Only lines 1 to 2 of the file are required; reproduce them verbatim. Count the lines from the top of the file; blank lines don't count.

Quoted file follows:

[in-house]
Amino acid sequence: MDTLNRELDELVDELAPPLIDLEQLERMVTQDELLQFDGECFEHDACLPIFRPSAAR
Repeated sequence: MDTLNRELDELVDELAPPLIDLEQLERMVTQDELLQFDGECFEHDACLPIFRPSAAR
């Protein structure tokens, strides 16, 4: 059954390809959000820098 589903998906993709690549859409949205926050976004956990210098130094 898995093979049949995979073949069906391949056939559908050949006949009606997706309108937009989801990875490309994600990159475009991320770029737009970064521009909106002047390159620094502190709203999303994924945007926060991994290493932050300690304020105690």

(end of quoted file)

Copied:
[in-house]
Amino acid sequence: MDTLNRELDELVDELAPPLIDLEQLERMVTQDELLQFDGECFEHDACLPIFRPSAAR